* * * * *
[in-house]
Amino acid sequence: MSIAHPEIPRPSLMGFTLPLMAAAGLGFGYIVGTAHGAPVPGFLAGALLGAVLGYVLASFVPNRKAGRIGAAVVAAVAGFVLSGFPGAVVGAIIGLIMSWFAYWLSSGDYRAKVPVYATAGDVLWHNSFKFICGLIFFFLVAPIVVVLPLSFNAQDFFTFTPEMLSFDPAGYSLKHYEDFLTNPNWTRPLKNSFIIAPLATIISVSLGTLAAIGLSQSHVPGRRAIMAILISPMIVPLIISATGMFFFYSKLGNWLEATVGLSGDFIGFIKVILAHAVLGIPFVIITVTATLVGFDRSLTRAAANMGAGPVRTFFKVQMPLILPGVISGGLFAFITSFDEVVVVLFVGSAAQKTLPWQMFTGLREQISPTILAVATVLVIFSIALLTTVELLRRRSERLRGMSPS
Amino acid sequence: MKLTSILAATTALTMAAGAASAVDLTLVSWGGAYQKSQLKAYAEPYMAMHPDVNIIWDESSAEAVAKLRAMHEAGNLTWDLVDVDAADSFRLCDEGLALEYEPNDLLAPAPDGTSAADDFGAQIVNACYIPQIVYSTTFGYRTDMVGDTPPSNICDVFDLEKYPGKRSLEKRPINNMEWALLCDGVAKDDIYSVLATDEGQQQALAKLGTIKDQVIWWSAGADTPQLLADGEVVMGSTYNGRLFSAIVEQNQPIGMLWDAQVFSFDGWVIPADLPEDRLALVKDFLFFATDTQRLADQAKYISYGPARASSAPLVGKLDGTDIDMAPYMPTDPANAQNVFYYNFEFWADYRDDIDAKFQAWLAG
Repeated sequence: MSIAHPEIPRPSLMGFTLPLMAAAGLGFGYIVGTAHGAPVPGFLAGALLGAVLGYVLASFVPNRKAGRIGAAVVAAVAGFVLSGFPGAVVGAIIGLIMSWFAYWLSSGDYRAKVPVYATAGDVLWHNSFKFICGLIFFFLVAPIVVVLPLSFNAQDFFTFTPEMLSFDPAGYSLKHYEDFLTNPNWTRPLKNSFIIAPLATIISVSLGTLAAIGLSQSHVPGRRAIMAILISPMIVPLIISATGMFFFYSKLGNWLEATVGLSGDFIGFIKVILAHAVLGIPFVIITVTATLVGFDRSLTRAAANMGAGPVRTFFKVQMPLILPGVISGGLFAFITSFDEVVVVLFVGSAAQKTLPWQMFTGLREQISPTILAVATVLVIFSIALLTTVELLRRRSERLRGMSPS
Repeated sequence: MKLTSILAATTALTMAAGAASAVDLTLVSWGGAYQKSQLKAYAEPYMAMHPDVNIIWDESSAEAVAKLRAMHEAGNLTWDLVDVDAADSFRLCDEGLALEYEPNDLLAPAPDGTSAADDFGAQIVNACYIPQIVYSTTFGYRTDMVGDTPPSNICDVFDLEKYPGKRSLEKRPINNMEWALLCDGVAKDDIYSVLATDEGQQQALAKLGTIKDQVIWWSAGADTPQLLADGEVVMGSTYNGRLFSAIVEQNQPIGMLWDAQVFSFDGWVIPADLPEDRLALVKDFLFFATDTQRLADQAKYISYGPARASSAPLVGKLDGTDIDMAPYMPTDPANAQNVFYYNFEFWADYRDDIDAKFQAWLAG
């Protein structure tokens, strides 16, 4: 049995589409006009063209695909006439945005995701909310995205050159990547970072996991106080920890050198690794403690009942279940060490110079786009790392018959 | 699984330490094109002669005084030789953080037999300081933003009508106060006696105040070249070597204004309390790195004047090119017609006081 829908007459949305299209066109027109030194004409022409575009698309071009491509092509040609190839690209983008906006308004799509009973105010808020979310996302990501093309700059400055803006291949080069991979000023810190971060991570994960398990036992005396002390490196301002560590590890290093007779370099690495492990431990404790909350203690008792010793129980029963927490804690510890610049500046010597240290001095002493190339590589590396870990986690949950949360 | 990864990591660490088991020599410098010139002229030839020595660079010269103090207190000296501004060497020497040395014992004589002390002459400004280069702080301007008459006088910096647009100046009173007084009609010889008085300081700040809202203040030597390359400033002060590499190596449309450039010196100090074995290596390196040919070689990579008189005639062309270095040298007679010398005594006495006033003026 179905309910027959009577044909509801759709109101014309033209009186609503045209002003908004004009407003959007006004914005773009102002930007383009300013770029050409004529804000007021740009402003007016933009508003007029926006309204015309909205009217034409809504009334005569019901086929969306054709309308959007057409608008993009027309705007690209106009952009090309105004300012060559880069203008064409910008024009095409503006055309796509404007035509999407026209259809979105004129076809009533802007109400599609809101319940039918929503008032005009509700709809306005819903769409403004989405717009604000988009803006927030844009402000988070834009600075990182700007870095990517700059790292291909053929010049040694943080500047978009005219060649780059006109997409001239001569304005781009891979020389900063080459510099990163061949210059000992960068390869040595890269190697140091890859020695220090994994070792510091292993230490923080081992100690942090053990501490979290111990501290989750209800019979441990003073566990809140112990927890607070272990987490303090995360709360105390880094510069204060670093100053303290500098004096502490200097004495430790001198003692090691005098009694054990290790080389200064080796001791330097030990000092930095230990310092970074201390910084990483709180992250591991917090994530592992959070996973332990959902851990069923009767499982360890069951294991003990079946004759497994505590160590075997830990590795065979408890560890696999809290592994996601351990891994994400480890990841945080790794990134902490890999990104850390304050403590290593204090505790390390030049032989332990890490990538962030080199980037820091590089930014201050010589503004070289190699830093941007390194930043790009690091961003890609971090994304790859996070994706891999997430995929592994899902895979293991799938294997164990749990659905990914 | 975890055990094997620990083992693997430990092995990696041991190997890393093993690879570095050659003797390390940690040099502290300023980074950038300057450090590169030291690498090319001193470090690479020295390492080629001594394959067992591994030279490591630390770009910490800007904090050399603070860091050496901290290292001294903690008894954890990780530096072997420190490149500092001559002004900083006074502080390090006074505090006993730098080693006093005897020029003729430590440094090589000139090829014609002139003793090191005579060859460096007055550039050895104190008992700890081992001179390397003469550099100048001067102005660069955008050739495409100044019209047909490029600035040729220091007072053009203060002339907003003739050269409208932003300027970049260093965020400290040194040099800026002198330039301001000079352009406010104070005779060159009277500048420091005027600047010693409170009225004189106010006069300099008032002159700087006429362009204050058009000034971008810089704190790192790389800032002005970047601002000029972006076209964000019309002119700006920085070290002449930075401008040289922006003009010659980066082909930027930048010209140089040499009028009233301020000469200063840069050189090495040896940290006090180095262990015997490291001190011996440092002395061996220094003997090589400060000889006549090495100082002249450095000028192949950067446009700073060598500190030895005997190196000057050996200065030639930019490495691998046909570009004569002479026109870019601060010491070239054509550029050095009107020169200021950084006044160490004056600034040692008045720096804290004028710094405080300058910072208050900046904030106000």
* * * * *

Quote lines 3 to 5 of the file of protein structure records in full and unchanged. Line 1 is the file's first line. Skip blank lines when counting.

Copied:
Amino acid sequence: MKLTSILAATTALTMAAGAASAVDLTLVSWGGAYQKSQLKAYAEPYMAMHPDVNIIWDESSAEAVAKLRAMHEAGNLTWDLVDVDAADSFRLCDEGLALEYEPNDLLAPAPDGTSAADDFGAQIVNACYIPQIVYSTTFGYRTDMVGDTPPSNICDVFDLEKYPGKRSLEKRPINNMEWALLCDGVAKDDIYSVLATDEGQQQALAKLGTIKDQVIWWSAGADTPQLLADGEVVMGSTYNGRLFSAIVEQNQPIGMLWDAQVFSFDGWVIPADLPEDRLALVKDFLFFATDTQRLADQAKYISYGPARASSAPLVGKLDGTDIDMAPYMPTDPANAQNVFYYNFEFWADYRDDIDAKFQAWLAG
Repeated sequence: MSIAHPEIPRPSLMGFTLPLMAAAGLGFGYIVGTAHGAPVPGFLAGALLGAVLGYVLASFVPNRKAGRIGAAVVAAVAGFVLSGFPGAVVGAIIGLIMSWFAYWLSSGDYRAKVPVYATAGDVLWHNSFKFICGLIFFFLVAPIVVVLPLSFNAQDFFTFTPEMLSFDPAGYSLKHYEDFLTNPNWTRPLKNSFIIAPLATIISVSLGTLAAIGLSQSHVPGRRAIMAILISPMIVPLIISATGMFFFYSKLGNWLEATVGLSGDFIGFIKVILAHAVLGIPFVIITVTATLVGFDRSLTRAAANMGAGPVRTFFKVQMPLILPGVISGGLFAFITSFDEVVVVLFVGSAAQKTLPWQMFTGLREQISPTILAVATVLVIFSIALLTTVELLRRRSERLRGMSPS
Repeated sequence: MKLTSILAATTALTMAAGAASAVDLTLVSWGGAYQKSQLKAYAEPYMAMHPDVNIIWDESSAEAVAKLRAMHEAGNLTWDLVDVDAADSFRLCDEGLALEYEPNDLLAPAPDGTSAADDFGAQIVNACYIPQIVYSTTFGYRTDMVGDTPPSNICDVFDLEKYPGKRSLEKRPINNMEWALLCDGVAKDDIYSVLATDEGQQQALAKLGTIKDQVIWWSAGADTPQLLADGEVVMGSTYNGRLFSAIVEQNQPIGMLWDAQVFSFDGWVIPADLPEDRLALVKDFLFFATDTQRLADQAKYISYGPARASSAPLVGKLDGTDIDMAPYMPTDPANAQNVFYYNFEFWADYRDDIDAKFQAWLAG